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Geraci Emerges After Lifetime at OMD

Apr 23, 2008  •  Post A Comment

Being the No. 2 national broadcast buyer at OMD meant that instead of tending to management and administrative chores, Chris Geraci had time to spend with the agency’s emerging-media experts.
Now, with Debbie Richman’s March departure from the agency to become head of sales for Lifetime, Mr. Geraci has moved up to managing director of national broadcast investment, and his life changed in some ways.
“I won’t be able to get out of the new-business stuff as easily as I once did,” Mr. Geraci joked.
Other managerial responsibilities are likely to follow.
Mr. Geraci said he’s not sure if he’ll be able to remain part of the agency’s Next committee, which oversees emerging media, but his work with the group, headed by Jeff Minsky, was good for him and the agency.
“Certainly after doing this for so many years, it’s nice to be on the cutting edge again and learning about new technology,” Mr. Geraci said. “I would think more and more we’re doing things outside of traditional television in a group that is primarily concerned with traditional TV. But we’re pretty open-minded about what that means, and we’re more interested in following the content regardless of where it is and doing the things that make sense for our clients regardless of the platform.”
Mr. Geraci recently instituted a structural change in the agency, creating three regionalized buying groups that report to him. He has named heads for two of the groups and is looking for the third. The groups are set up geographically, serving clients in the East, Midwest and West, to line up with the way the agency’s strategists are organized.
The object is to make sure buyers understand the clients’ business, regardless of what media they tend to buy.
“The partnerships between strategists and the negotiators develop much more nicely this way,” Mr. Geraci said.
Otherwise, he said OMD is in good shape as it heads into the upfront ad-buying market.
“I think we’re known as an organization that’s pretty nimble in the marketplace, that’s organized well,” he said.
One area he doesn’t plan to change is the agency’s portal system, which assigned one senior-level manager to each media vendor.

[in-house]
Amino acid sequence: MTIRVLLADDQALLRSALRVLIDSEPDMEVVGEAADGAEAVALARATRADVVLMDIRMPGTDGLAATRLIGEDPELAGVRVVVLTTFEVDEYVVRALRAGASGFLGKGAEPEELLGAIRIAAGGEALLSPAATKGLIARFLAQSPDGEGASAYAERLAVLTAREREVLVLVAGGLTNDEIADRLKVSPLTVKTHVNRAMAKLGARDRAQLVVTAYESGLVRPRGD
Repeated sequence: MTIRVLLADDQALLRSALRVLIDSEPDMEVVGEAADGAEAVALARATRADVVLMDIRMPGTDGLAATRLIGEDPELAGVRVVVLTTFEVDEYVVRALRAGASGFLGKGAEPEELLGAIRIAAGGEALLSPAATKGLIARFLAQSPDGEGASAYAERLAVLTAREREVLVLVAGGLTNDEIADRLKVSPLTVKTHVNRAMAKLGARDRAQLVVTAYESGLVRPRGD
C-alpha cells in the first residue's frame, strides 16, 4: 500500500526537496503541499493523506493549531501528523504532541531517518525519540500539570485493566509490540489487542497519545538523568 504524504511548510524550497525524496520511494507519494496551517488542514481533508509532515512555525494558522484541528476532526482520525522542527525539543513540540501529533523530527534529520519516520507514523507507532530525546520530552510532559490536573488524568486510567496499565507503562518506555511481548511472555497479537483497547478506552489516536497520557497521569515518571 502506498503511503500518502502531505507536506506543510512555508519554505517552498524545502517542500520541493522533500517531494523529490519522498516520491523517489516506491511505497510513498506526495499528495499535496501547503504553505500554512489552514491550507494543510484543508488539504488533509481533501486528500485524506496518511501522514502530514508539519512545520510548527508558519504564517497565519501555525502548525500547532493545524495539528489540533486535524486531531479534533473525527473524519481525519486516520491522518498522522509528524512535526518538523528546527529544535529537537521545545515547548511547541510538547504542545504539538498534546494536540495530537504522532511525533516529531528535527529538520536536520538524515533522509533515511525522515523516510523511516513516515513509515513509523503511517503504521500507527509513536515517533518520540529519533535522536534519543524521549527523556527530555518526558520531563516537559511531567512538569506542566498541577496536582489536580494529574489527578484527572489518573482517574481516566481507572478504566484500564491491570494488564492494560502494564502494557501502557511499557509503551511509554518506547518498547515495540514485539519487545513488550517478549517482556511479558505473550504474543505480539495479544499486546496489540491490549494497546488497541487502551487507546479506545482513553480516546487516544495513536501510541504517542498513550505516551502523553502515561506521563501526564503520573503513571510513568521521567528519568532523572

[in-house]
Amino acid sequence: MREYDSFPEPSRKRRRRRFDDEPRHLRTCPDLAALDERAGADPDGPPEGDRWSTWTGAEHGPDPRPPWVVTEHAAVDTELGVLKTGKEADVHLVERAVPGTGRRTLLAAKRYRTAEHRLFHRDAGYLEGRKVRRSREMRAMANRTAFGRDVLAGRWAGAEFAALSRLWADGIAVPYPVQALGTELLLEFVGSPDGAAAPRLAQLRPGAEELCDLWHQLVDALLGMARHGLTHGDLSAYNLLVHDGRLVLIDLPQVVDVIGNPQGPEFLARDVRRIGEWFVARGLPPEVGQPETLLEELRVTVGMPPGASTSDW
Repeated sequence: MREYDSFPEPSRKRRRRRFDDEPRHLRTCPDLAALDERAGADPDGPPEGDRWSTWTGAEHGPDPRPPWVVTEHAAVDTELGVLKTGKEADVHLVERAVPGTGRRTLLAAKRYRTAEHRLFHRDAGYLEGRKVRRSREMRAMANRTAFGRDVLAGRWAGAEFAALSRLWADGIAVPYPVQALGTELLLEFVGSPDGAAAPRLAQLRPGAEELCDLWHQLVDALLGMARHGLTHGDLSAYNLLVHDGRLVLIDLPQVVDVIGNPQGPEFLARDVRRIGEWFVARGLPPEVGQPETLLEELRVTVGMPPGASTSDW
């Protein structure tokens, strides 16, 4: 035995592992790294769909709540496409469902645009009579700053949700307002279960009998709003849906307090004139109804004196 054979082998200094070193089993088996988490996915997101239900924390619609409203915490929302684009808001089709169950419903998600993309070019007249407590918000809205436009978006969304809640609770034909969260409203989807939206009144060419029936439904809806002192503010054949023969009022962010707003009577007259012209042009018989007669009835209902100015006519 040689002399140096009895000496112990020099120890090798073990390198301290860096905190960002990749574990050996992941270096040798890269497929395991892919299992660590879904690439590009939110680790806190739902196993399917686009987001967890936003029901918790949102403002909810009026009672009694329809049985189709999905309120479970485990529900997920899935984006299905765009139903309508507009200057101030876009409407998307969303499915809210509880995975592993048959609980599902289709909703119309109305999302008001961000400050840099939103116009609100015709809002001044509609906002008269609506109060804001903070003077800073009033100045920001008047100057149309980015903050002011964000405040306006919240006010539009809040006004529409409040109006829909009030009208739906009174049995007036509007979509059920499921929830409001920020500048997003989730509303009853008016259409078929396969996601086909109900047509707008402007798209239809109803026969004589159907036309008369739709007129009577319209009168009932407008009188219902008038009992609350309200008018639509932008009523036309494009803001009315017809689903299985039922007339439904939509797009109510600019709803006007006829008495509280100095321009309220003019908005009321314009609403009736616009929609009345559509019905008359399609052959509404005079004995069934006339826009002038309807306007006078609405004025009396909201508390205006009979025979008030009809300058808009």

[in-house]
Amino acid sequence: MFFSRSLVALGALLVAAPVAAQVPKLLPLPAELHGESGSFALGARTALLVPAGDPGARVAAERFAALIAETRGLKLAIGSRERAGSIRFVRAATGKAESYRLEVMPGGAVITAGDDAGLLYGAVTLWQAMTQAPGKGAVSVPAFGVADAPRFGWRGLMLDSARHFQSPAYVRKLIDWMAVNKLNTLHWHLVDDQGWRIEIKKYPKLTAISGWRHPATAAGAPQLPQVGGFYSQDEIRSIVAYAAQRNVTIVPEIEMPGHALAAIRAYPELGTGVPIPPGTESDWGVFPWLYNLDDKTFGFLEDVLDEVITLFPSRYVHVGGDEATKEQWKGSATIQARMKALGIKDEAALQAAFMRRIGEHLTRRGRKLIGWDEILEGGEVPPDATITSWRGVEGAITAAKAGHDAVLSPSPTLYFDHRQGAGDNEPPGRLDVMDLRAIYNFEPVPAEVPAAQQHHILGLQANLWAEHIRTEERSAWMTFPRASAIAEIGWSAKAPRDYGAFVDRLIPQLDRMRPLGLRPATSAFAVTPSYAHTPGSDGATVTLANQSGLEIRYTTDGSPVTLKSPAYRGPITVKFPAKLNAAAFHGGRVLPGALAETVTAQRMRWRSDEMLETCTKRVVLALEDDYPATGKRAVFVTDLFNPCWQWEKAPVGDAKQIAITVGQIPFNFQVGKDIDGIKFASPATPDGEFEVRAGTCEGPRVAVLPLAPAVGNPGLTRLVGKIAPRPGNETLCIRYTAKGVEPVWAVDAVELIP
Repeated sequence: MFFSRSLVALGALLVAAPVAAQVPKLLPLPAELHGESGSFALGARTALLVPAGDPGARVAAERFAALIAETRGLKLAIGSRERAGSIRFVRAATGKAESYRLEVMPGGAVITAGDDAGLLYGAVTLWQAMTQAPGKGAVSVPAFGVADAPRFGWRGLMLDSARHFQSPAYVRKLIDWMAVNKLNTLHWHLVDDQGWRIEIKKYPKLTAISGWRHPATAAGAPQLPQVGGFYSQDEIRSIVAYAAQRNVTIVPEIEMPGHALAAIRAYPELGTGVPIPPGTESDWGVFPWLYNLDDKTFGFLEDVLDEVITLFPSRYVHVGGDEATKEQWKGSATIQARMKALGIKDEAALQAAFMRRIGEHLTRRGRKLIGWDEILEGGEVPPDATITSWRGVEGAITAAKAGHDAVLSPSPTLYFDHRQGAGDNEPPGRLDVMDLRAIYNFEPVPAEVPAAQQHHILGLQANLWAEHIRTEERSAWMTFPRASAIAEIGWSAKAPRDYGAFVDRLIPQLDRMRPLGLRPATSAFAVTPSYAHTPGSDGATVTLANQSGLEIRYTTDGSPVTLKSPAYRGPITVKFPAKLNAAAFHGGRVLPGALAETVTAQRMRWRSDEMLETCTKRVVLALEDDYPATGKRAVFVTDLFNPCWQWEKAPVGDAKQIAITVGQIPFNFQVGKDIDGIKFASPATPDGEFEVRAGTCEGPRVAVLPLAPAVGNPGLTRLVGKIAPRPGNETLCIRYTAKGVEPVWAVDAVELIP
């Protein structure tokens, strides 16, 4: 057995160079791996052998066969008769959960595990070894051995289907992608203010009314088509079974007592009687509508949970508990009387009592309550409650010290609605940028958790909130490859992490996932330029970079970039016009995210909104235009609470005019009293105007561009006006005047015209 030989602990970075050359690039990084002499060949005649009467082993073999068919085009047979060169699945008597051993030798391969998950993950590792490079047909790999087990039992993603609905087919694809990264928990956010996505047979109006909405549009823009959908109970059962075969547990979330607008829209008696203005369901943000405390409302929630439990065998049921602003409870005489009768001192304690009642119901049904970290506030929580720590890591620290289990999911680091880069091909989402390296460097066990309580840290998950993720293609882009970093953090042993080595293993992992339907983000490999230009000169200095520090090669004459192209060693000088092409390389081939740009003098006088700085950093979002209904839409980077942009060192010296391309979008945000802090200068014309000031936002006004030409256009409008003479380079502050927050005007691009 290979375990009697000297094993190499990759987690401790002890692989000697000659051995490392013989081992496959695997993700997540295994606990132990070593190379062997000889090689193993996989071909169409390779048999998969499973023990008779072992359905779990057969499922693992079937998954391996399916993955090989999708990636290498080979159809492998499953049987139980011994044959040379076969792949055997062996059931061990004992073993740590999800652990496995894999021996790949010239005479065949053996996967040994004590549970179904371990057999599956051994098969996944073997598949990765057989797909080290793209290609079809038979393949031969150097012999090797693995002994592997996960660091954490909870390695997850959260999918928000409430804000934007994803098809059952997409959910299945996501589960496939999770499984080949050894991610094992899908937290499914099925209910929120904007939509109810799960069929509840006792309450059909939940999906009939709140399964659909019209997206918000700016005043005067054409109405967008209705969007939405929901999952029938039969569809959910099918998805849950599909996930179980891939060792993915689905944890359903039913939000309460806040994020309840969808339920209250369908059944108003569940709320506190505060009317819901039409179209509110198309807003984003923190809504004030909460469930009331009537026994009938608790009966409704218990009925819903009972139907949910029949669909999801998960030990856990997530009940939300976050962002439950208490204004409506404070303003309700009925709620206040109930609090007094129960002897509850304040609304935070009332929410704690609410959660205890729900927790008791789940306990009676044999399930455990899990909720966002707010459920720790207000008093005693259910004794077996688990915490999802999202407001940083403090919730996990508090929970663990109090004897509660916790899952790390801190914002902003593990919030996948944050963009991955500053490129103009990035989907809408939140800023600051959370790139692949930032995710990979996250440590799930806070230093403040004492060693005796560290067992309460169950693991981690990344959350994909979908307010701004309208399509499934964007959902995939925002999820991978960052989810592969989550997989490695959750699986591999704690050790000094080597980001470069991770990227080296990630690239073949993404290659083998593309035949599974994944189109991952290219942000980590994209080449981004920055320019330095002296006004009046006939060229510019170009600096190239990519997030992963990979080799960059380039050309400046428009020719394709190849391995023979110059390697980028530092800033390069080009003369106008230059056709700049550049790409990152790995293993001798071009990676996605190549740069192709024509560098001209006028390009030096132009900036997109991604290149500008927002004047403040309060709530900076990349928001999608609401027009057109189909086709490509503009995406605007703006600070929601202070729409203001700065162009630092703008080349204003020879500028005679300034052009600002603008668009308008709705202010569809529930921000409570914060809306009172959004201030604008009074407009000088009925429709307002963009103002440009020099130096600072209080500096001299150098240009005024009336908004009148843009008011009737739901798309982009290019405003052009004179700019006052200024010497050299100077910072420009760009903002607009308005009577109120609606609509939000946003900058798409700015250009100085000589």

The arrangement makes media sellers comfortable that they’ve got a voice inside the agency and senior-level attention paid to them, Mr. Geraci said.
At the same time, because there’s a senior executive responsible for negotiating all OMD client deals with that vendor, “when it comes to leveraging the dollars together and getting the most bang for the buck, it’s really good at that.”
Mr. Geraci didn’t want to discuss the agency’s strategy in approaching the upfront, but noted,
“We are in a somewhat different environment” than the industry was in just a month ago.
“Just the macro-economic factors are tempering the conversations to some degree,” he said. “Everybody is realizing that there’s some big issues out there. That may be reflected in the tone of the marketplace. That perhaps wasn’t the case when you look at what was going on in first-quarter scatter.”
Mr. Geraci originally wanted to be an architect as he grew up on New York’s Staten Island.
“I’m still fascinated with design and construction,” he said.
His dad was a high school principal who also taught a college advertising course. His dad didn’t have any agency experience, but he subscribed to Advertising Age. Mr. Geraci began reading the trade publication and grew interested in the industry.
At Pace University, some of Mr. Geraci’s teachers were in the advertising business, and that gave him great contacts as he tried to find a place on Madison Avenue.
Mr. Geraci landed his first job at BBDO as an assistant buyer, starting at the bottom. He rose through the ranks as BBDO’s media department became part of OMD and, after 20 years, has climbed to the top rung as a buyer.
When he’s not at work, Mr. Geraci likes to ski and cycle. He also likes to read and is in the middle of “Lush Life” by Richard Price.
“Of course I love watching television,” he said. “My first love was probably TV before it was advertising, so this is a nice mix of the two.” One show he particularly likes is ABC’s “Lost.”
Mr. Geraci has three children, two girls, ages 11 and 8, and a 6-year-old son.
“They love what I do. They love getting to see shows before they get on the air,” he said. Sometimes he’ll ask the kids their opinion of shows, particularly if they’re aimed at youngsters.
“Every now and then, I tell them I should go into banking,” Mr. Geraci said. “They tell me, ‘You can’t have a boring job, Dad.’”
Who knew: Mr. Geraci describes himself as an avid investigator of the UFO phenomenon. He may even have seen a UFO, though not lately. “I definitely think there’s intelligent life out there,” he said.

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